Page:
• Western Bukidnon Manobo: “And again Jesus spoke, ‘You who are always rebuking your companions, why do you rebuke the sin of your companion which is just like a speck that got into his eye. But you — you have a sin which is as big as a log, which has blinded your eye, and you pay no attention to it.” (Source: Western Bukidnon Manobo Back Translation)
  • Kankanaey: “‘Why do you (singular) notice the small bit-of-eye-discharge (as when waking up) in the eye of your (singular) fellow, and you (singular) don’t notice the large bit-of-eye-discharge in your (singular) eye?” (Source: Kankanaey Back Translation)
  • Tagbanwa: “I don’t know why, when someone else has a foreign-body-in-the-eye which is only dust, that is what you(s) keep looking for. But when your own foreign-body-in-the-eye is wedged across your eye (implies too big to go in), you just leave it alone.” (Source: Tagbanwa Back Translation)

was with God

The Greek that is typically translated in English as “was with God” is translated in Aguaruna as “lived with God.” (Source: M. Larson / B. Moore in Notes on Translation February 1970, p. 1-125.)

In Kankanaey, it is translated as “(He) was God’s companion.”

complete verse (John 1:17)

Following are a number of back-translations of John 1:17:

  • Yatzachi Zapotec: “Moses taught the ancestors of us Israelites the law of God, but Jesus Christ came to teach that God loves mankind, and he teaches us all the true words of God.”
  • Huehuetla Tepehua: “The law about the things of God, the one who gave it was Moses. But the love which was to us and the truth came into being because of Jesus Christ.”
  • Umiray Dumaget Agta: “Even though Moses was caused to speak the rules of God, Jesus Christ was the one appointed to show mercy and to declare the truth.”
  • Guerrero Amuzgo: “. . . but Jesus Christ is the source of all favor and of the words that are true.”
  • Chol: “Jesus Christ came and gave us the goodness of his heart and truth.”
  • Tenango Otomi: “By means of Moses the law of God is known. But by means of Jesus Christ the love of God and the true word are known.” (Source for this and above: M. Larson / B. Moore in Notes on Translation February 1970, p. 1-125.)
  • Uma: “From the prophet Musa we received the Law of the Lord God. But [it is] from Yesus Kristus that we really know God, and his grace to us.” (Source: Uma Back Translation)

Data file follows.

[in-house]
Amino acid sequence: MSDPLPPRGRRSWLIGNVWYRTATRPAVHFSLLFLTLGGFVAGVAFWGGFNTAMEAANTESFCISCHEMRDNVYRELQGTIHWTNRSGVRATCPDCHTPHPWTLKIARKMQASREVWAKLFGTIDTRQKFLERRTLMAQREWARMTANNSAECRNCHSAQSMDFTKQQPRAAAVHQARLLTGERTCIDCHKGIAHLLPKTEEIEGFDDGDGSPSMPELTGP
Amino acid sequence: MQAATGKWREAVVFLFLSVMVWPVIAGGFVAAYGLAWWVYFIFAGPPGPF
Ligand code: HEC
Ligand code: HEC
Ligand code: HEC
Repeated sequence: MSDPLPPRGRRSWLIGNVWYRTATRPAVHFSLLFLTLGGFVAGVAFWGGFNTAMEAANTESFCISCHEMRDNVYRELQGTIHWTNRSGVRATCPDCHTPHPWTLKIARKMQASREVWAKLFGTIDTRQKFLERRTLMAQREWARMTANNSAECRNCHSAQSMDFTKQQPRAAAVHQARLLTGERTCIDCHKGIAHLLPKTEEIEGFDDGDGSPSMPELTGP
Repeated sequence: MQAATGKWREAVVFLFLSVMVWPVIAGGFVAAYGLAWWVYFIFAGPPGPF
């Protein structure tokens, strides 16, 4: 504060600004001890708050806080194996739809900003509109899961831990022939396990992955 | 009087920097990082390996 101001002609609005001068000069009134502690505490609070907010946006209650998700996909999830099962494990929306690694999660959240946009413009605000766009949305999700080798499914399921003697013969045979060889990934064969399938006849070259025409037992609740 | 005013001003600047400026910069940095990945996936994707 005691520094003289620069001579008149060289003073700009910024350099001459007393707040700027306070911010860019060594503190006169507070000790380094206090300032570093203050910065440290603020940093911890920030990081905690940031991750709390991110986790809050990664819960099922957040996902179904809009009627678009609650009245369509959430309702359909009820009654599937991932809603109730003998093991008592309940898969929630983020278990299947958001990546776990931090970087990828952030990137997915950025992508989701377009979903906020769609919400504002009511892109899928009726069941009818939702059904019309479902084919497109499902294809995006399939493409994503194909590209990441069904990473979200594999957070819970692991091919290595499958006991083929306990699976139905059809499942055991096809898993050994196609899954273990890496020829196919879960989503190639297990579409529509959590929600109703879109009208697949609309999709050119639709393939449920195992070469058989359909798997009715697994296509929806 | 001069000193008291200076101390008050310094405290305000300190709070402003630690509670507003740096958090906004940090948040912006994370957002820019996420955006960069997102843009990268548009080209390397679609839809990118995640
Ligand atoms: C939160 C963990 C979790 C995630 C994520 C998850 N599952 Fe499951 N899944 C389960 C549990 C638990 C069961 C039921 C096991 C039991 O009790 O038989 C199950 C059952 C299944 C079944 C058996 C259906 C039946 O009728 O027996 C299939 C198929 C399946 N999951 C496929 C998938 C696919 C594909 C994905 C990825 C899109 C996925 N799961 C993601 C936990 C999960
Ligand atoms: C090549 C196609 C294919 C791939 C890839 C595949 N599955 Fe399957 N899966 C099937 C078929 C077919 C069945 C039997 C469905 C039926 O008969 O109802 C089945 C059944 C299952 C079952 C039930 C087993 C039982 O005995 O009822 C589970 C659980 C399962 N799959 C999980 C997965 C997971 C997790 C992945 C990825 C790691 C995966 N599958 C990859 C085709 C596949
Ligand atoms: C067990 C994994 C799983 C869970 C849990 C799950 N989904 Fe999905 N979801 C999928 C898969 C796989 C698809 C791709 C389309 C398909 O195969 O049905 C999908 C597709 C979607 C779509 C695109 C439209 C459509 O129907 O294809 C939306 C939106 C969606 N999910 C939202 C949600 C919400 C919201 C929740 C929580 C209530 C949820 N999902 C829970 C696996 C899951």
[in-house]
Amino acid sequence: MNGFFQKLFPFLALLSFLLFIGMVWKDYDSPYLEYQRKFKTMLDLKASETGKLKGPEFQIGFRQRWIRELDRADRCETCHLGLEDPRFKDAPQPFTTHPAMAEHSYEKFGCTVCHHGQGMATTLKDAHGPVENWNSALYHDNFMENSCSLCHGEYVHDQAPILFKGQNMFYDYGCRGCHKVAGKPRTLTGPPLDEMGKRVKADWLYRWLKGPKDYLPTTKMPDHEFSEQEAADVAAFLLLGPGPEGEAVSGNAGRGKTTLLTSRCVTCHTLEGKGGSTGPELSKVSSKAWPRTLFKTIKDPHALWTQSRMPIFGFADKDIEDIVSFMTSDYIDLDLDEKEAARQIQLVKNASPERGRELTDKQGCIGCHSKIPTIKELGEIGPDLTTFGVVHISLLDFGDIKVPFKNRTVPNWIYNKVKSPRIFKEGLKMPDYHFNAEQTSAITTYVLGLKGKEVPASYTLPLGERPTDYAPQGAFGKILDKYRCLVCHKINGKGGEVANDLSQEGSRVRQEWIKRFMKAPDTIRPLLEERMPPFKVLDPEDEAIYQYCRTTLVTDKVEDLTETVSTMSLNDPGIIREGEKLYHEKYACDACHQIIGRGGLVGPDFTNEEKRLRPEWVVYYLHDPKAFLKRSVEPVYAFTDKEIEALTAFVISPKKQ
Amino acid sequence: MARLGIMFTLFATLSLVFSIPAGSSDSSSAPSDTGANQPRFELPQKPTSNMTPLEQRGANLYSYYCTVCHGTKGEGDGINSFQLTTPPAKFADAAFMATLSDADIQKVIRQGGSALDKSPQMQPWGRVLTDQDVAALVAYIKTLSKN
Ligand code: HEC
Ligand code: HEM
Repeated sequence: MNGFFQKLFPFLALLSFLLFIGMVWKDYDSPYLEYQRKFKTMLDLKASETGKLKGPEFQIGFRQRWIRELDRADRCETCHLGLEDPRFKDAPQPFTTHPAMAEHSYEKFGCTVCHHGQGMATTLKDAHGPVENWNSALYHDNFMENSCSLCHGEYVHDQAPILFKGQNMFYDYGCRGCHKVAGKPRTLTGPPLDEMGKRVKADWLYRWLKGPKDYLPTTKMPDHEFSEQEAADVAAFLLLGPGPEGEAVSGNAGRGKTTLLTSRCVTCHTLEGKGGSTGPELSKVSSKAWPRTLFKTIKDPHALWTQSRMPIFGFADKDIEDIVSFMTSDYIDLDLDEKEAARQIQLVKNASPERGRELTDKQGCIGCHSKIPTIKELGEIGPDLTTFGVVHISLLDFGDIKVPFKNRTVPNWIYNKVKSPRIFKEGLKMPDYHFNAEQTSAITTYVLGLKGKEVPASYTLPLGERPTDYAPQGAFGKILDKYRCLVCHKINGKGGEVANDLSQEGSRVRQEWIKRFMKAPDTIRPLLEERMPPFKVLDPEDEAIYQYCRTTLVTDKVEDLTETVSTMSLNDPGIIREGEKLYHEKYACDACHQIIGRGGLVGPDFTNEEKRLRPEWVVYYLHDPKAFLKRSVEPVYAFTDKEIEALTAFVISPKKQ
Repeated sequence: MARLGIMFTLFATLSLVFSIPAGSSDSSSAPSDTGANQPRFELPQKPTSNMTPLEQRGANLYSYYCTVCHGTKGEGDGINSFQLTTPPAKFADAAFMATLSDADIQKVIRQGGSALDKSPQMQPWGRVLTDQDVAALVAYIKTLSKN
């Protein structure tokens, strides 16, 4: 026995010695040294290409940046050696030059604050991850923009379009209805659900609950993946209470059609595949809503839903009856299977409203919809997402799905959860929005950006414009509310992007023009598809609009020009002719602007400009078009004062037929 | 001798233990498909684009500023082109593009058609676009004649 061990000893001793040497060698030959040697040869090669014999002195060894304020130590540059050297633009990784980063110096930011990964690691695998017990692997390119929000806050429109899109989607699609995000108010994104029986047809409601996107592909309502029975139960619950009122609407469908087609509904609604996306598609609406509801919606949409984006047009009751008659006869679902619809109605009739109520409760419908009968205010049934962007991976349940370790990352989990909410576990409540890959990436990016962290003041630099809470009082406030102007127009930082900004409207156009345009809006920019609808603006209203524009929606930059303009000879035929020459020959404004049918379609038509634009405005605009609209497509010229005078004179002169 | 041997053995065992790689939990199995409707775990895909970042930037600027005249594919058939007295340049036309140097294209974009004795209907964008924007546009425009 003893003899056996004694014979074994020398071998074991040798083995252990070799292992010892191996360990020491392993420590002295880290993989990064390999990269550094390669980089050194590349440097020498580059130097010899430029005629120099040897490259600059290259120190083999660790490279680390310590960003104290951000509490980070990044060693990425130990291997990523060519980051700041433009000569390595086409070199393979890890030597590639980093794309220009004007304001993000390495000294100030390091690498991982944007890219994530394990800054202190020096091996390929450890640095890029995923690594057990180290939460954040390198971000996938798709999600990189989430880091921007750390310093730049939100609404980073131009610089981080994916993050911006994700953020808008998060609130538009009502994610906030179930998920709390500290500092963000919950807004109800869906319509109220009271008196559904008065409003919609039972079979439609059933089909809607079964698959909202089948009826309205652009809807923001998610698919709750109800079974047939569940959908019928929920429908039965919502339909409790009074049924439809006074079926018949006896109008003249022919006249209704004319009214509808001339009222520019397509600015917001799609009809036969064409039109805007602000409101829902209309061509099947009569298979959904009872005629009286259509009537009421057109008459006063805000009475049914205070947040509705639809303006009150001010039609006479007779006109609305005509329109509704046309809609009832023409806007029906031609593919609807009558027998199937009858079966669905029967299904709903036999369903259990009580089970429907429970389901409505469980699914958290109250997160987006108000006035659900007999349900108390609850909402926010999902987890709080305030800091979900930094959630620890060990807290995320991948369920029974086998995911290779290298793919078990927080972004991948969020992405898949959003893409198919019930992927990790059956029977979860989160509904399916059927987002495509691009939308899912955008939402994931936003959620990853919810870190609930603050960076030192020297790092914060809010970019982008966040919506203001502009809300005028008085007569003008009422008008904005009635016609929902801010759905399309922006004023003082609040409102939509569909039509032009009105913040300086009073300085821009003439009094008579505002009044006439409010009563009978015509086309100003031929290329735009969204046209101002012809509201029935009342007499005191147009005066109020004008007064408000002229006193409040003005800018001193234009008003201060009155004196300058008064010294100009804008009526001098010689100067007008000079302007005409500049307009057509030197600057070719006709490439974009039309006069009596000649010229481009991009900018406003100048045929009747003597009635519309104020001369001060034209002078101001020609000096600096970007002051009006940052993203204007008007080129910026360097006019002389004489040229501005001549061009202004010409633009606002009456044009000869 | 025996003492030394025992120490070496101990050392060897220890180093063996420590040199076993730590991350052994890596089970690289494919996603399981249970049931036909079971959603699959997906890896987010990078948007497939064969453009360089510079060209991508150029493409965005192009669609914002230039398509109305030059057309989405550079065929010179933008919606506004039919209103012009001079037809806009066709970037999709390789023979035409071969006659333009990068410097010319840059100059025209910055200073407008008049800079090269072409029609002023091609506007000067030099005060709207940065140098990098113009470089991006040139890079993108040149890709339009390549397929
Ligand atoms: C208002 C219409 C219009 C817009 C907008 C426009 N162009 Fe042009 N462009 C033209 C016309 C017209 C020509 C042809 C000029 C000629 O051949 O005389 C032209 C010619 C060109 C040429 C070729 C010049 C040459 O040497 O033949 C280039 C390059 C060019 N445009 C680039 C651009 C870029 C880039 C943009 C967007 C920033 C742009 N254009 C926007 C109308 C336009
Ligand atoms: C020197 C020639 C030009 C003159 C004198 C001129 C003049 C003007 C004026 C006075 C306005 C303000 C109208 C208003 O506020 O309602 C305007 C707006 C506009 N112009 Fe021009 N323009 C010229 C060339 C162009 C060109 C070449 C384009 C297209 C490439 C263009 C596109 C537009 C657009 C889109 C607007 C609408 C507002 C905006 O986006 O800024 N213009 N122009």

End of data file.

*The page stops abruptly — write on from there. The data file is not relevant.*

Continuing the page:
• Yakan: “The law of God was given/sent to mankind by Musa but God’s love and the truth are given to mankind by Isa Almasi, he is the one called the Word of God.” (Source: Yakan Back Translation)
  • Western Bukidnon Manobo: “And by means of Moses, God brought down to earth the laws. But by means of Jesus, God brought down to earth his love/grace for us and the true doctrine.” (Source: Western Bukidnon Manobo Back Translation)
  • Kankanaey: “Because God made-known his law through Moses, but his mercy/kindness and the truth concerning him, he made-known to us through Jesu Cristo.” (Source: Kankanaey Back Translation)
  • Tagbanwa: “Because God gave his laws to Moises which he was commanding us, but that grace/mercy of his and truth concerning himself, he caused us to comprehend through Jesu-Cristo.” (Source: Tagbanwa Back Translation)

gave up his spirit

The Greek that is often translated as “he gave up his spirit” in English is translated in a variety of ways:

  • Huehuetla Tepehua: “And then he died”
  • Aguaruna: “His breath went out”
  • Navajo: “He gave back his spirit”
  • North Alaskan Inupiatun: “He breathed his last”
  • Chol: “He caused his spirit to leave him”
  • Lalana Chinantec: “He sent away his life breath” (source for this and above: M. Larson / B. Moore in Notes on Translation February 1970, p. 1-125.)
  • Kankanaey: “He entrusted his spirit to God” (Source: Kankanaey Back Translation)
  • Tagbanwa: “released his spirit” (lit. caused it to spring away) (Source: Tagbanwa Back Translation)
  • Uma: “His spirit/breath broke” (Source: Uma Back Translation)
  • Yakan: “His breath snapped” (Source: Yakan Back Translation)

salt

The Greek that is translated “You are the salt of the earth; but if salt has lost its taste, how can its saltiness be restored?” or similar in English is translated in various ways:

  • Amele: “You sit/are like the salt of the ground. But if salt loses its taste (lit. its bitterness stings) then how will it become bitter again?” (Age odi mahamahanu macas bilegina. Euqa macas uqana mug qah becebfi adi haun mugca migian?) (Source: John Roberts)
  • Mairasi: “You guys are now salt in this world. If that salt becomes watery, then with what will it again become salty?” (Eme ejavu sira wasasiar. Siravu fatan andani, arimev ata aem sasijeano? Nama avanggunuanan fatanan.) (Source: Enggavoter 2004)